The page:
The Power of Privilege: Yale and America's Elite Colleges

The Power of Privilege: Yale and America's Elite Colleges

The Power of Privilege: Yale and America's Elite Colleges

The Power of Privilege: Yale and America's Elite Colleges

Synopsis

It is widely assumed that admission to elite U. S. universities is based solely on academic merit- the best and brightest are admitted to Harvard, Yale, and their peer institutions as determined by test scores and GPA, and not by lineage or family income. But does reality support those expectations? Or are admissions governed by a logic that rewards socioeconomic status while disguising it as personal merit?

The Power of Privilege examines the nexus between social class and admissions at America's top colleges from the vantage point of Yale University, a key actor in the history of higher education. It is a documented history of the institutional gatekeepers, confident of the validity of socially biased measures of merit, seeking to select tomorrow's leadership class from among their economically privileged clientele. Acceptance in prestigious colleges still remains beyond the reach of most students except those from high-income professional families. Ultimately, the author suggests reforms that would move America's top schools toward becoming genuine academic meritocracies.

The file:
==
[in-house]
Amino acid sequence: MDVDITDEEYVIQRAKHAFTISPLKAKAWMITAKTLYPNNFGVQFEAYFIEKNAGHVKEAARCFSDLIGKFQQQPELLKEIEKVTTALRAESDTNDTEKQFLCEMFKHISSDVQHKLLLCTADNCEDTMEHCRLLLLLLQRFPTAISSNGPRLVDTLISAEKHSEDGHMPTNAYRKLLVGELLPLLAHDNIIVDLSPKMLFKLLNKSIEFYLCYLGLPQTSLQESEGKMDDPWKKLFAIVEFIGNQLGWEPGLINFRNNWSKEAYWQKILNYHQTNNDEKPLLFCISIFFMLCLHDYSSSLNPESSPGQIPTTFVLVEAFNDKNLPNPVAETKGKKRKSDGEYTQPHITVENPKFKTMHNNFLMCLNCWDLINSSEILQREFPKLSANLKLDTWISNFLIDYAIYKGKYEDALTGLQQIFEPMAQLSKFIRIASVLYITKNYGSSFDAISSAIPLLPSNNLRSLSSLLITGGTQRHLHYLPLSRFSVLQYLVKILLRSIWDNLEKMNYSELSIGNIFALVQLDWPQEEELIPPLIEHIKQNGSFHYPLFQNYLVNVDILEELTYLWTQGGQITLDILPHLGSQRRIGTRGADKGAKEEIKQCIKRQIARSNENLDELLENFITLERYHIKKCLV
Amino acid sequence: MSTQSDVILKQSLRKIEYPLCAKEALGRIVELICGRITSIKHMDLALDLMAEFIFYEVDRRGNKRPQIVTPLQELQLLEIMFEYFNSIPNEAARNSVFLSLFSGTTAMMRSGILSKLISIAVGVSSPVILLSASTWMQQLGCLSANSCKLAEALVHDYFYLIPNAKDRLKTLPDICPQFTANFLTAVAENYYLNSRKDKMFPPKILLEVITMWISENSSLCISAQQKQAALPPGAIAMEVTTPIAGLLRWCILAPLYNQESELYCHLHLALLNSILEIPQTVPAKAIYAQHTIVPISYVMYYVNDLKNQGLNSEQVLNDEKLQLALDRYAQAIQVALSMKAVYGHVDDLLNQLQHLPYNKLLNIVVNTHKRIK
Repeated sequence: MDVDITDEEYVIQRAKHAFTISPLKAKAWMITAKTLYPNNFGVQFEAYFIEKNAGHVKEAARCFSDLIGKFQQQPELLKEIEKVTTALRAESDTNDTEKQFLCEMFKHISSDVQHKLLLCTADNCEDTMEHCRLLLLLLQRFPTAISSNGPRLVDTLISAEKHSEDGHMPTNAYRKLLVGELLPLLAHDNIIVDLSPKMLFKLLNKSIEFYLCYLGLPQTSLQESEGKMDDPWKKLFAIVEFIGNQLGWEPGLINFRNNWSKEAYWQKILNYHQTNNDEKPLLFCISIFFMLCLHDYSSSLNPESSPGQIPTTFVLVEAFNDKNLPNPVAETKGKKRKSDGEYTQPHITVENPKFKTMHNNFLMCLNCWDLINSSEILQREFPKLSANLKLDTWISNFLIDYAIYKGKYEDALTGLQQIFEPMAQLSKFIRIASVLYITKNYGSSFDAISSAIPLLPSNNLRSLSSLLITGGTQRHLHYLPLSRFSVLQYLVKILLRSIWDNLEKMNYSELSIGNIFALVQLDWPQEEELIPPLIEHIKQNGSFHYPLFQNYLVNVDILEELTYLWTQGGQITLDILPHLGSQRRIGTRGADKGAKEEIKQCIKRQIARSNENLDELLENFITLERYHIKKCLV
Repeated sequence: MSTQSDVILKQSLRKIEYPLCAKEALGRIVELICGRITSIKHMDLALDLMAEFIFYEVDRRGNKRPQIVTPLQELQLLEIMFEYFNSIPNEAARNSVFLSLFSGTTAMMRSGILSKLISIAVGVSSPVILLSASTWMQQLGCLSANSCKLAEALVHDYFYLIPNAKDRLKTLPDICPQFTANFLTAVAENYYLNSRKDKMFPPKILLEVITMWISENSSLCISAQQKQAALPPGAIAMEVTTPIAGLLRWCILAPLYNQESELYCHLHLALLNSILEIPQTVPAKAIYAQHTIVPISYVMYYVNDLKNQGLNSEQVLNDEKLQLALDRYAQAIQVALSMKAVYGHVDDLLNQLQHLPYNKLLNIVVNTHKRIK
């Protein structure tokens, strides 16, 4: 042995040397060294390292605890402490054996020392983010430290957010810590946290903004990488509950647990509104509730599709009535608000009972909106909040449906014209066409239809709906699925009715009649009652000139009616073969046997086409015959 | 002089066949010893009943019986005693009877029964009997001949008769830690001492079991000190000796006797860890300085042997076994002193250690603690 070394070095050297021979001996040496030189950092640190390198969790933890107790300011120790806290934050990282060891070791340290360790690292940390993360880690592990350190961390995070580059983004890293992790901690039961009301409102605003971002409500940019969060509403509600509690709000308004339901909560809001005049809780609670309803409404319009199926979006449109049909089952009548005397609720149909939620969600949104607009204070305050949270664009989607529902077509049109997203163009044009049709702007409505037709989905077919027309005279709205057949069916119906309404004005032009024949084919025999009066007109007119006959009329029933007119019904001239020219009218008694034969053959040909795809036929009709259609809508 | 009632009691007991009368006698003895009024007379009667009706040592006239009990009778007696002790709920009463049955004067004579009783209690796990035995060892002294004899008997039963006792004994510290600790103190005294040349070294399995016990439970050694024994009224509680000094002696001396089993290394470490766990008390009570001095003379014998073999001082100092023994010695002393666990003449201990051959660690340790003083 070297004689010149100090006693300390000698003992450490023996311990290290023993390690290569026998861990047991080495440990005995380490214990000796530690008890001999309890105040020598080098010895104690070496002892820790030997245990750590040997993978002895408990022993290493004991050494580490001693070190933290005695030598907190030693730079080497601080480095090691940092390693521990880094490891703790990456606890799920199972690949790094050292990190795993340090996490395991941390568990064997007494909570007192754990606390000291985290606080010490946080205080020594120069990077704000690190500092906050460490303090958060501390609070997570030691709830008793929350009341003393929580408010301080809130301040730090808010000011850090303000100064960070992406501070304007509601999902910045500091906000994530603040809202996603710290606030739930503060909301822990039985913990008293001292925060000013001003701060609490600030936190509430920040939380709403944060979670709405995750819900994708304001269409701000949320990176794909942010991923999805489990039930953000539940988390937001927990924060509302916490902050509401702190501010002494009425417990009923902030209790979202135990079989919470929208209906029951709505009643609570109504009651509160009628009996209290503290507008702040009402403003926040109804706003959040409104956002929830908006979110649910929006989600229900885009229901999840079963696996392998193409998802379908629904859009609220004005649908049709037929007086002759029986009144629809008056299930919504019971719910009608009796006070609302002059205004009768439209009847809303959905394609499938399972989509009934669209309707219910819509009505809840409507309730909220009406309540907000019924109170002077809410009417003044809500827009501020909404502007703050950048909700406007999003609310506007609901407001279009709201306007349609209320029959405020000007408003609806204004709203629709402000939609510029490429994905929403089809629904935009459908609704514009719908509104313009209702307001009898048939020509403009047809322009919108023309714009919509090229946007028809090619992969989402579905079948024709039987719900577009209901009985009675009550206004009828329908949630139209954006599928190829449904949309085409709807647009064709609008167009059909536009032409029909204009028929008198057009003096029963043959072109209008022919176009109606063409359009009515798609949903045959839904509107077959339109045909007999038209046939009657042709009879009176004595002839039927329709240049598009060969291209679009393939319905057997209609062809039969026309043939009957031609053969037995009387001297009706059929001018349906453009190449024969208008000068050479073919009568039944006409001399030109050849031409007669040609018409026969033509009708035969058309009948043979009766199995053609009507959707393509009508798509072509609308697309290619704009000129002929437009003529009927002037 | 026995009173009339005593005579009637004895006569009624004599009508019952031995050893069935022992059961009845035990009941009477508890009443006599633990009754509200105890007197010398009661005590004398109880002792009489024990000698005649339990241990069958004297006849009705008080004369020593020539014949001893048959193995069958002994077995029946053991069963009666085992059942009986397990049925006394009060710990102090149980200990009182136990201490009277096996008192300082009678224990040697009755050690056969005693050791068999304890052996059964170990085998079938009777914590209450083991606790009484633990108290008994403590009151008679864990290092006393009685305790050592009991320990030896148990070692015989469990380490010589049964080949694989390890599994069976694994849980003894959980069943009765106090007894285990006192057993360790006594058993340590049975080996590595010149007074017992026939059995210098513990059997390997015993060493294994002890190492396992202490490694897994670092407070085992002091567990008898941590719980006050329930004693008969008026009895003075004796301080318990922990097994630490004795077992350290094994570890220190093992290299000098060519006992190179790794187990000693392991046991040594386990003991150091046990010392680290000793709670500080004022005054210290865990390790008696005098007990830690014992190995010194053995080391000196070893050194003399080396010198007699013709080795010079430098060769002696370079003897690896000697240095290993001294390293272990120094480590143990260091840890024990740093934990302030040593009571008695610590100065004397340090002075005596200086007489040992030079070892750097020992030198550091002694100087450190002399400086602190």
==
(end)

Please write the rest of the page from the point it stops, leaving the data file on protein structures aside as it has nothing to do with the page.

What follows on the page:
Excerpt

Even Americans unfamiliar with the word embrace meritocracy as if it were a birthright. We believe in the essential goodness of the idea that people should be able to achieve in school and at work to the full extent of their natural abilities and drive. Being rewarded for what one does, rather than whom one is, and being able to rise or fall on one's merits is part of what defines the American dream of individual freedom and personal accomplishment. Our national ethos of self-determination may be a delusion, but its appeal persists, even internationally. A female graduate student, speaking for French youths frustrated by a culture of limited opportunities, lamented to a New York Times reporter, “We are never taught the idea of the American dream,” the concept of “the self-made man.”

For many Americans, schools and colleges are the vessels of our meritocratic aspirations; they provide our primary experience with an institution that evaluates individual performance. Reliable surveys tell us that most adults think of merit in school or college as academic accomplishments; we . . .

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